The Australian Capital Territory's Legislative Assembly has voted to raise the age of criminal responsibility from 10, to 14, making it the first jurisdiction in Australia to agree to bring its laws with United Nations standards.
The resolution makes it the responsibility of the government that wins the upcoming state election in October to consider the legislation.
Amnesty International congratulated the ACT on the move, with justice campaigner Joel Clark saying the reform is 'well-overdue'.
"We all know in our hearts that it's wrong to lock little kids up, when all the evidence shows that diversion and justice reinvestment is what actually prevents youth offending," he said.
"There should be nothing stopping other jurisdictions to follow suit. The longer they wait, the longer little kids are exposed to the harmful conditions of prison."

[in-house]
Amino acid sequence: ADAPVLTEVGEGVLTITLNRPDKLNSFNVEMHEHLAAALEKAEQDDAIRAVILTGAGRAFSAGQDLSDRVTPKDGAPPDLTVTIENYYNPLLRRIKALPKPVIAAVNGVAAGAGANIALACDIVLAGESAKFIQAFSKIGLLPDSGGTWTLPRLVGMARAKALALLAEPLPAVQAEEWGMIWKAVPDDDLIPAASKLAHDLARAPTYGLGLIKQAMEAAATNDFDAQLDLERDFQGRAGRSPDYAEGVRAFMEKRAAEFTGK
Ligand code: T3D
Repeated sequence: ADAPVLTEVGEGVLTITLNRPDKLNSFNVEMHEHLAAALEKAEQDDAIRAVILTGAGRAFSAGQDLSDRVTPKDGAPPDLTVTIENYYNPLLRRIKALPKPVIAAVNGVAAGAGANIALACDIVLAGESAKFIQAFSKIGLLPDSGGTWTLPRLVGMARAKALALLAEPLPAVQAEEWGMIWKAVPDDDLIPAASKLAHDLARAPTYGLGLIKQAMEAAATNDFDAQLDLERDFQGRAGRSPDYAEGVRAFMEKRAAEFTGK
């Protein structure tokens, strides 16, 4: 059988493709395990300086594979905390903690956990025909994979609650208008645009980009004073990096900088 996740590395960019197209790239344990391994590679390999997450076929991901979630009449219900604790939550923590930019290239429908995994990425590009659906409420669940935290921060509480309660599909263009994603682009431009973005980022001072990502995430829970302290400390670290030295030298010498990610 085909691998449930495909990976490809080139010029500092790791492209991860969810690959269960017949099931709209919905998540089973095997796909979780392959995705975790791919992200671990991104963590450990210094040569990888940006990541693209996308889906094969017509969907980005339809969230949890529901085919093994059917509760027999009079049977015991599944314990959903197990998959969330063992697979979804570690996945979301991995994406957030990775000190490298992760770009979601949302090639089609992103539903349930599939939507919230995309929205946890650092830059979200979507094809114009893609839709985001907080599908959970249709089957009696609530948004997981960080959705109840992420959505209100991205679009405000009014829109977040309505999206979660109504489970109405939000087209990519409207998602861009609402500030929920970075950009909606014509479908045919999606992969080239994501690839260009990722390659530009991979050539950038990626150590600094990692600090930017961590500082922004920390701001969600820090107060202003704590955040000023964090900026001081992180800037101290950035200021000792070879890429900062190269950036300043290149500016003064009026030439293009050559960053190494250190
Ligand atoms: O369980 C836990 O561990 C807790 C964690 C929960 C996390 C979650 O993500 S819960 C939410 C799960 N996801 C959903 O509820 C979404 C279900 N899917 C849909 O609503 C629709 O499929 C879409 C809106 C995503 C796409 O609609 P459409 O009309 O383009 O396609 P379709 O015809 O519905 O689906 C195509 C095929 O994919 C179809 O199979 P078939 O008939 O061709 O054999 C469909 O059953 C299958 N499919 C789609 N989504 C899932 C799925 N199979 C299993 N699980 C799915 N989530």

'Children don't belong in prison'
ACT Greens Leader Shane Rattenbury said he was pleased to have secured the commitment.
"Children as young as 10 simply don't belong in prison," he said.
"Where children are imprisoned, it sets the trajectory for the rest of their lives and increases the risk they will be involved in the criminal justice system as they mature.
"We can better support these children by providing them with the help they need to stay on the right path."
Mr Rattenbury said he hopes other states and territories follow the lead.
"Australia's minimum age of criminal responsibility of 10 is well and truly out of step with the rest of the world and we have been chastised for this by the United Nations Committee on the Rights of the Child," he said.
Last month, the Councils of Attorneys-General voted to postpone a decision on raising the age of criminal responsibility from 10 to 14 until 2021.